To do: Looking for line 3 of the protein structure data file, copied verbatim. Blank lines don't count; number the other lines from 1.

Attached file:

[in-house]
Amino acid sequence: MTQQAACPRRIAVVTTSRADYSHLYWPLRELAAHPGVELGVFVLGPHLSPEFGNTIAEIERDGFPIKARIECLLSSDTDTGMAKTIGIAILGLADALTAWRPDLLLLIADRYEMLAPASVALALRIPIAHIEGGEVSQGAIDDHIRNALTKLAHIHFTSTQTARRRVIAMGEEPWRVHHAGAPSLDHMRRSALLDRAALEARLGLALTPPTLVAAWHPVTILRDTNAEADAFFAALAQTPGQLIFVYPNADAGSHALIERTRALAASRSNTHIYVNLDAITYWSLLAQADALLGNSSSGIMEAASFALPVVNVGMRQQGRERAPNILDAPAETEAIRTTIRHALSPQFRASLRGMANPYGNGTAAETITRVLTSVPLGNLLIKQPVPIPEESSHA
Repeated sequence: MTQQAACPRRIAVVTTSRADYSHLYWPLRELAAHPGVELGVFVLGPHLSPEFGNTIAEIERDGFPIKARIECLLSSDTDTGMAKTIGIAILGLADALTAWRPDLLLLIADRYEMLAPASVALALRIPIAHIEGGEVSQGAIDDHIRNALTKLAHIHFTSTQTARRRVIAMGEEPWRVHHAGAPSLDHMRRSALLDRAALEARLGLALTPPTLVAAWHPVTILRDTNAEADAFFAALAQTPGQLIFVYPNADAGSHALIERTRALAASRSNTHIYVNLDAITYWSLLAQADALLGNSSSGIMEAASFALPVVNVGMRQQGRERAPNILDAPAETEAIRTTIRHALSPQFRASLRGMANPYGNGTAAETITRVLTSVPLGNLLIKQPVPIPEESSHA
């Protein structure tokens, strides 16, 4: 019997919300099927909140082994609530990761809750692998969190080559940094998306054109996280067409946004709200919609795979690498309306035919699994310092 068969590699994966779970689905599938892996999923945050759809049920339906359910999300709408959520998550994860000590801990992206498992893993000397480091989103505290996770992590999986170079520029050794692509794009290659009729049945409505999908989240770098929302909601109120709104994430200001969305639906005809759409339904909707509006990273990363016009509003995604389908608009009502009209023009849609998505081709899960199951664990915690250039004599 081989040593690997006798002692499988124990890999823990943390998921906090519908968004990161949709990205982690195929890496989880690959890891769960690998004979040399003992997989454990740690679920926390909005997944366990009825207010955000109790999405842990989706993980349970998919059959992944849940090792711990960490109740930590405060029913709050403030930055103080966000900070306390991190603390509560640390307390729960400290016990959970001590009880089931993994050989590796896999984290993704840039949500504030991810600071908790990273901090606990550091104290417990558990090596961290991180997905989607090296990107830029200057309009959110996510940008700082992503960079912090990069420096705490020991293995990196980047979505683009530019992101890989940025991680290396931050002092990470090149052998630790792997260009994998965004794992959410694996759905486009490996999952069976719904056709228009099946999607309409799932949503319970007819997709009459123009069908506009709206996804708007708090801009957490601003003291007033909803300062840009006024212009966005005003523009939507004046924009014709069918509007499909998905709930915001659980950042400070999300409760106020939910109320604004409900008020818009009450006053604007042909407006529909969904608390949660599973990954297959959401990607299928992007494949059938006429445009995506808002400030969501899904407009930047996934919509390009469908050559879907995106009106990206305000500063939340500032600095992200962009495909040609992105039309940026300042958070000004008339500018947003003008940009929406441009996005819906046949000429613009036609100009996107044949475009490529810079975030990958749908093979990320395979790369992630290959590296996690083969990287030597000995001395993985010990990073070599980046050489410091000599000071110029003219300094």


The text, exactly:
Repeated sequence: MTQQAACPRRIAVVTTSRADYSHLYWPLRELAAHPGVELGVFVLGPHLSPEFGNTIAEIERDGFPIKARIECLLSSDTDTGMAKTIGIAILGLADALTAWRPDLLLLIADRYEMLAPASVALALRIPIAHIEGGEVSQGAIDDHIRNALTKLAHIHFTSTQTARRRVIAMGEEPWRVHHAGAPSLDHMRRSALLDRAALEARLGLALTPPTLVAAWHPVTILRDTNAEADAFFAALAQTPGQLIFVYPNADAGSHALIERTRALAASRSNTHIYVNLDAITYWSLLAQADALLGNSSSGIMEAASFALPVVNVGMRQQGRERAPNILDAPAETEAIRTTIRHALSPQFRASLRGMANPYGNGTAAETITRVLTSVPLGNLLIKQPVPIPEESSHA